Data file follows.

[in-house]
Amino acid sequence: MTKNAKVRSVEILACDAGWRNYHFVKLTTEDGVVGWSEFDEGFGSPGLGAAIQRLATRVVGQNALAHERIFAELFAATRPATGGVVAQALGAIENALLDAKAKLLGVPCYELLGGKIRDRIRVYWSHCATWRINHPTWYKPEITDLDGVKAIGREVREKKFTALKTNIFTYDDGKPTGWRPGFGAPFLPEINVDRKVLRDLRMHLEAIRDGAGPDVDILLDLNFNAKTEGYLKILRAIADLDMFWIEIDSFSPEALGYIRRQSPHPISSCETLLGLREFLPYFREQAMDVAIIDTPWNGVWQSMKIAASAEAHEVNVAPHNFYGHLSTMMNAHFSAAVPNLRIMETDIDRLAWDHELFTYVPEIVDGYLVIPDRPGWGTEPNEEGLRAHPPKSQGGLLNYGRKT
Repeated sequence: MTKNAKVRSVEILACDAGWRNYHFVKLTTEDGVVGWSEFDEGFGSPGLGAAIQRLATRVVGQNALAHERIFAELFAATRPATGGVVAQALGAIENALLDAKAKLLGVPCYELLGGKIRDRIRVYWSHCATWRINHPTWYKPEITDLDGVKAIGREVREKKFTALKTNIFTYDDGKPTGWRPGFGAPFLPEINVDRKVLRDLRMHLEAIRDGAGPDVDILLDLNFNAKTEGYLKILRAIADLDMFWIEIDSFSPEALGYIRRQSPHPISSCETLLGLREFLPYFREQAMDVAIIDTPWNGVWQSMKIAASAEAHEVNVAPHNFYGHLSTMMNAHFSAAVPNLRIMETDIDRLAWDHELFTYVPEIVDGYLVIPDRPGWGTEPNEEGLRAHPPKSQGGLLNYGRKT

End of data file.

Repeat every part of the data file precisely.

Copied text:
[in-house]
Amino acid sequence: MTKNAKVRSVEILACDAGWRNYHFVKLTTEDGVVGWSEFDEGFGSPGLGAAIQRLATRVVGQNALAHERIFAELFAATRPATGGVVAQALGAIENALLDAKAKLLGVPCYELLGGKIRDRIRVYWSHCATWRINHPTWYKPEITDLDGVKAIGREVREKKFTALKTNIFTYDDGKPTGWRPGFGAPFLPEINVDRKVLRDLRMHLEAIRDGAGPDVDILLDLNFNAKTEGYLKILRAIADLDMFWIEIDSFSPEALGYIRRQSPHPISSCETLLGLREFLPYFREQAMDVAIIDTPWNGVWQSMKIAASAEAHEVNVAPHNFYGHLSTMMNAHFSAAVPNLRIMETDIDRLAWDHELFTYVPEIVDGYLVIPDRPGWGTEPNEEGLRAHPPKSQGGLLNYGRKT
Repeated sequence: MTKNAKVRSVEILACDAGWRNYHFVKLTTEDGVVGWSEFDEGFGSPGLGAAIQRLATRVVGQNALAHERIFAELFAATRPATGGVVAQALGAIENALLDAKAKLLGVPCYELLGGKIRDRIRVYWSHCATWRINHPTWYKPEITDLDGVKAIGREVREKKFTALKTNIFTYDDGKPTGWRPGFGAPFLPEINVDRKVLRDLRMHLEAIRDGAGPDVDILLDLNFNAKTEGYLKILRAIADLDMFWIEIDSFSPEALGYIRRQSPHPISSCETLLGLREFLPYFREQAMDVAIIDTPWNGVWQSMKIAASAEAHEVNVAPHNFYGHLSTMMNAHFSAAVPNLRIMETDIDRLAWDHELFTYVPEIVDGYLVIPDRPGWGTEPNEEGLRAHPPKSQGGLLNYGRKT